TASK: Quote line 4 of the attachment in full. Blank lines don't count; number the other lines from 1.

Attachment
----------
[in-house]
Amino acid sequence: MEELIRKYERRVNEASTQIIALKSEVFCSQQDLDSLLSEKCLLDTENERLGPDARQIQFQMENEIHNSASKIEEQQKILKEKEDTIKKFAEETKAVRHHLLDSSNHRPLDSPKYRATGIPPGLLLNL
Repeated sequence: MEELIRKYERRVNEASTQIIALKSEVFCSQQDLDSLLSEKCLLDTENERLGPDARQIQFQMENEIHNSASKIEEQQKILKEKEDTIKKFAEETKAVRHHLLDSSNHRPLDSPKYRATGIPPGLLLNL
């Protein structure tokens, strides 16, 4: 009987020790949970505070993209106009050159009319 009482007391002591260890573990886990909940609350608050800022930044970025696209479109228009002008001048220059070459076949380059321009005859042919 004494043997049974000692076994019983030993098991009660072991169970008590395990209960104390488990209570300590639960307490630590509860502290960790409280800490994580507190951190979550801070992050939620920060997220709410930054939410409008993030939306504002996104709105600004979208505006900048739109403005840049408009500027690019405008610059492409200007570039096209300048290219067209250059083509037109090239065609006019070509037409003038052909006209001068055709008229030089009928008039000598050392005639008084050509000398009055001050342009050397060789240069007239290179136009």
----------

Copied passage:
């Protein structure tokens, strides 16, 4: 009987020790949970505070993209106009050159009319 009482007391002591260890573990886990909940609350608050800022930044970025696209479109228009002008001048220059070459076949380059321009005859042919 004494043997049974000692076994019983030993098991009660072991169970008590395990209960104390488990209570300590639960307490630590509860502290960790409280800490994580507190951190979550801070992050939620920060997220709410930054939410409008993030939306504002996104709105600004979208505006900048739109403005840049408009500027690019405008610059492409200007570039096209300048290219067209250059083509037109090239065609006019070509037409003038052909006209001068055709008229030089009928008039000598050392005639008084050509000398009055001050342009050397060789240069007239290179136009």